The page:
2. CHAPTER II - THE SHE-WOLF
"An' he was no fool dog neither," Henry added.
And so was recorded the second epitaph in two days.
A gloomy breakfast was eaten, and the four remaining dogs were
harnessed to the sled. The day was a repetition of the days that
had gone before. The men toiled without speech across the face of
the frozen world. The silence was unbroken save by the cries of
their pursuers, that, unseen, hung upon their rear. With the
coming of night in the mid-afternoon, the cries sounded closer as
the pursuers drew in according to their custom; and the dogs grew
excited and frightened, and were guilty of panics that tangled the
traces and further depressed the two men.
"There, that'll fix you fool critters," Bill said with satisfaction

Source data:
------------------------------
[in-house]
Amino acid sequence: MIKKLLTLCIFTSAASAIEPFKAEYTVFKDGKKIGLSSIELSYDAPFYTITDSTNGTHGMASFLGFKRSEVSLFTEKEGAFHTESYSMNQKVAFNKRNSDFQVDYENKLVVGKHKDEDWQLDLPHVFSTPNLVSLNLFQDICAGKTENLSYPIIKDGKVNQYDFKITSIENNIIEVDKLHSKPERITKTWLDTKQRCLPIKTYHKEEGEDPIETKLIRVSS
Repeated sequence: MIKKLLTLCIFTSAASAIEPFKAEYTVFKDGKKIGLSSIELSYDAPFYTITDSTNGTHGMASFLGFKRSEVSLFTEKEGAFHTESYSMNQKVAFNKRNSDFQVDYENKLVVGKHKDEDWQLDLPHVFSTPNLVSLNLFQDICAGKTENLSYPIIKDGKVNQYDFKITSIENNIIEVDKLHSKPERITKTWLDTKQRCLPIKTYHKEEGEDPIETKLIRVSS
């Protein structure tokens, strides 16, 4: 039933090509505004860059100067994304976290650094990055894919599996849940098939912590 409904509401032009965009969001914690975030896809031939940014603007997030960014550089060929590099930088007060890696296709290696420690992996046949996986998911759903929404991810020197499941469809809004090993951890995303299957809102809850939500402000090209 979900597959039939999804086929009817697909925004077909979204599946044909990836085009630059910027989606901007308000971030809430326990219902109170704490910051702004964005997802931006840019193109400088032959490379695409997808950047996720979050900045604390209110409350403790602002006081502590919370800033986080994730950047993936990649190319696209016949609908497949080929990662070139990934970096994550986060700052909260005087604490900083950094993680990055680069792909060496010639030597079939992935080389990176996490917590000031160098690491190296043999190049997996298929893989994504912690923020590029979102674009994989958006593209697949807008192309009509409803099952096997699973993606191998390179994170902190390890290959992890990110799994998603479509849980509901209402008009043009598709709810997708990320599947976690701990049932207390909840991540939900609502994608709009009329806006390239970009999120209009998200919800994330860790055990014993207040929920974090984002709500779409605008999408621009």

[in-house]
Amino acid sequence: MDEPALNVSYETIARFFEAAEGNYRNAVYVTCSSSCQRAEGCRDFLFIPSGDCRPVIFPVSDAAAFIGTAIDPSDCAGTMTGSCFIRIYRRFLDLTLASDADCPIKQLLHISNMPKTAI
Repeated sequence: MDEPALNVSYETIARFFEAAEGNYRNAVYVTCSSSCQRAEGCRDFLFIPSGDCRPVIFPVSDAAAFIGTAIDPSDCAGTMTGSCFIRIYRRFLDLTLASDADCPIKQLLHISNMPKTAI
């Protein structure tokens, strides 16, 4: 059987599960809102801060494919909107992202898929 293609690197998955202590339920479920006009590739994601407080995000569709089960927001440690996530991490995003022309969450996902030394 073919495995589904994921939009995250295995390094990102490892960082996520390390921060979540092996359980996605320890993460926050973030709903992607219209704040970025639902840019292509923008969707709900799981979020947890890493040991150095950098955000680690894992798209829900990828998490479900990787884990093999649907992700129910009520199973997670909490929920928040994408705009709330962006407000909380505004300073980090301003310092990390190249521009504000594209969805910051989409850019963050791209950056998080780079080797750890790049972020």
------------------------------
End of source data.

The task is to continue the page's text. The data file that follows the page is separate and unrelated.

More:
that night, standing erect at completion of his task.
Henry left the cooking to come and see. Not only had his partner
tied the dogs up, but he had tied them, after the Indian fashion,
with sticks. About the neck of each dog he had fastened a leather
thong. To this, and so close to the neck that the dog could not
get his teeth to it, he had tied a stout stick four or five feet in
length. The other end of the stick, in turn, was made fast to a
stake in the ground by means of a leather thong. The dog was
unable to gnaw through the leather at his own end of the stick.
The stick prevented him from getting at the leather that fastened
the other end.
Henry nodded his head approvingly.
"It's the only contraption that'll ever hold One Ear," he said.
"He can gnaw through leather as clean as a knife an' jes' about
half as quick. They all'll be here in the mornin' hunkydory."
"You jes' bet they will," Bill affirmed. "If one of em' turns up
missin', I'll go without my coffee."